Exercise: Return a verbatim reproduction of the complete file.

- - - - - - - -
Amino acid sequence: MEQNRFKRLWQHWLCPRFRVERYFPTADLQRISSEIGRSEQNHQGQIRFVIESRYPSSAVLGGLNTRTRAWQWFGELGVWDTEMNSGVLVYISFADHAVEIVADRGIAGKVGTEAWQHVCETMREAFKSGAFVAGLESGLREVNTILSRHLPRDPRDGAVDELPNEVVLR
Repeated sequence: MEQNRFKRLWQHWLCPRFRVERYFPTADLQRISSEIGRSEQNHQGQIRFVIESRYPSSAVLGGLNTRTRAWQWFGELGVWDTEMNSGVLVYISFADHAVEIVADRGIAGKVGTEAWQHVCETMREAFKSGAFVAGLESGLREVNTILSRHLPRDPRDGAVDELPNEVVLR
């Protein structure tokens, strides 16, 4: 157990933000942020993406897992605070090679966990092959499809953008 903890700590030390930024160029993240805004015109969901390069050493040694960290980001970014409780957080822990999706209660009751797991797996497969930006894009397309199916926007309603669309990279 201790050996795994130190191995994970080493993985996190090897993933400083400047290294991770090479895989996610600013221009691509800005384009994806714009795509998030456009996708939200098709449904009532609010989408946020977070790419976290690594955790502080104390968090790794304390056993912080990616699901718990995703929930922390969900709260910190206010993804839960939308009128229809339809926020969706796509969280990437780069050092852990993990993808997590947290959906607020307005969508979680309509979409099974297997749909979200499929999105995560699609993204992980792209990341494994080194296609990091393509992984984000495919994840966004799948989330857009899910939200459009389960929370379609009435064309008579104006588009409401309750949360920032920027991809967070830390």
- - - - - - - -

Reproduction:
Amino acid sequence: MEQNRFKRLWQHWLCPRFRVERYFPTADLQRISSEIGRSEQNHQGQIRFVIESRYPSSAVLGGLNTRTRAWQWFGELGVWDTEMNSGVLVYISFADHAVEIVADRGIAGKVGTEAWQHVCETMREAFKSGAFVAGLESGLREVNTILSRHLPRDPRDGAVDELPNEVVLR
Repeated sequence: MEQNRFKRLWQHWLCPRFRVERYFPTADLQRISSEIGRSEQNHQGQIRFVIESRYPSSAVLGGLNTRTRAWQWFGELGVWDTEMNSGVLVYISFADHAVEIVADRGIAGKVGTEAWQHVCETMREAFKSGAFVAGLESGLREVNTILSRHLPRDPRDGAVDELPNEVVLR
């Protein structure tokens, strides 16, 4: 157990933000942020993406897992605070090679966990092959499809953008 903890700590030390930024160029993240805004015109969901390069050493040694960290980001970014409780957080822990999706209660009751797991797996497969930006894009397309199916926007309603669309990279 201790050996795994130190191995994970080493993985996190090897993933400083400047290294991770090479895989996610600013221009691509800005384009994806714009795509998030456009996708939200098709449904009532609010989408946020977070790419976290690594955790502080104390968090790794304390056993912080990616699901718990995703929930922390969900709260910190206010993804839960939308009128229809339809926020969706796509969280990437780069050092852990993990993808997590947290959906607020307005969508979680309509979409099974297997749909979200499929999105995560699609993204992980792209990341494994080194296609990091393509992984984000495919994840966004799948989330857009899910939200459009389960929370379609009435064309008579104006588009409401309750949360920032920027991809967070830390």